Special Issue "Distributed Computing Theory, Systems, Algorithms, and Data Structures"

A special issue of Algorithms (ISSN 1999-4893). This special issue belongs to the section "Parallel and Distributed Algorithms".

Deadline for manuscript submissions: 15 December 2020.

Special Issue Editor

Dr. Gokarna Sharma
Website
Guest Editor
Department of Computer Science, Kent State University, Kent, OH 44242, USA
Interests: distributed systems and algorithms; blockchain; network, graph, sensor, and robot coordination algorithms

Special Issue Information

Dear Colleagues,

We invite you to submit your latest research on the broad area of distributed computing to this Special Issue, “Distributed Computing Theory, Systems, Algorithms, and Data Structures”. The goal of this Special Issue is to improve understanding of the principles and practices underlying distributed computing. We solicit high-quality original research papers on problems that naturally arise in all areas of distributed computing. We welcome research papers from all viewpoints, including theory, algorithms, systems, practice, and experimentation. Potential topics include but are not limited to the following: design and analysis of distributed algorithms; lower bounds, complexity, and impossibility results; network protocols; distributed machine learning, operating systems, databases, resource management, scheduling, fault tolerance, and reliability; self-stabilization; peer-to-peer systems; concurrency, synchronization, and consistency; multicore and multiprocessor algorithms and architectures; distributed and concurrent data structures; blockchain protocols; wireless and sensor networks; mobile and robot computing; formal methods; game theory in distributed computing; high-performance, cluster, and grid computing; distributed storage and persistence; security and cryptography; coding and biological algorithms; and experimental evaluation of distributed algorithms and systems.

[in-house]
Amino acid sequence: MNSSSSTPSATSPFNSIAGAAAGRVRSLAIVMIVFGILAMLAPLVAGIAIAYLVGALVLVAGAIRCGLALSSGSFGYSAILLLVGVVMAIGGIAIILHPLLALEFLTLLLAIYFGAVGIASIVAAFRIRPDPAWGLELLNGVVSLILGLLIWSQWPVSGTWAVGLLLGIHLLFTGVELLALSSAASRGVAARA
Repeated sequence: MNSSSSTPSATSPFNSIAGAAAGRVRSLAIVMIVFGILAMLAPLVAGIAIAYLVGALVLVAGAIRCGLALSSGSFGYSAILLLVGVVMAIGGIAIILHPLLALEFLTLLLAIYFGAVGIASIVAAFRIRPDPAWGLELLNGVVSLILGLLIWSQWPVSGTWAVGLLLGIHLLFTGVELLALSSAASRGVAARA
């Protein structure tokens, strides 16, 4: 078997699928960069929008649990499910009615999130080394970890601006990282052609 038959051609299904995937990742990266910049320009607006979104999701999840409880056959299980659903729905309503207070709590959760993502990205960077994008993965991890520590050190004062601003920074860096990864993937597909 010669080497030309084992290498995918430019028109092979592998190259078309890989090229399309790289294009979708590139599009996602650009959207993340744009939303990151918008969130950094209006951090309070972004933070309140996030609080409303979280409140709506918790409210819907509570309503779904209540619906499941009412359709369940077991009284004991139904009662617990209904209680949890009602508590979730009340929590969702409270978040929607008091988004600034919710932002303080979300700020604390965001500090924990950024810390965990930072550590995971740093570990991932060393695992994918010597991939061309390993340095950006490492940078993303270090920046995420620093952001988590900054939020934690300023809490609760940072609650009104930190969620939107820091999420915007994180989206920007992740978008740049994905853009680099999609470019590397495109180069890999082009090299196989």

Dr. Gokarna Sharma
Guest Editor

Manuscript Submission Information

Manuscripts should be submitted online at www.mdpi.com by registering and logging in to this website. Once you are registered, click here to go to the submission form. Manuscripts can be submitted until the deadline. All papers will be peer-reviewed. Accepted papers will be published continuously in the journal (as soon as accepted) and will be listed together on the special issue website. Research articles, review articles as well as short communications are invited. For planned papers, a title and short abstract (about 100 words) can be sent to the Editorial Office for announcement on this website.

Submitted manuscripts should not have been published previously, nor be under consideration for publication elsewhere (except conference proceedings papers). All manuscripts are thoroughly refereed through a single-blind peer-review process. A guide for authors and other relevant information for submission of manuscripts is available on the Instructions for Authors page. Algorithms is an international peer-reviewed open access monthly journal published by MDPI.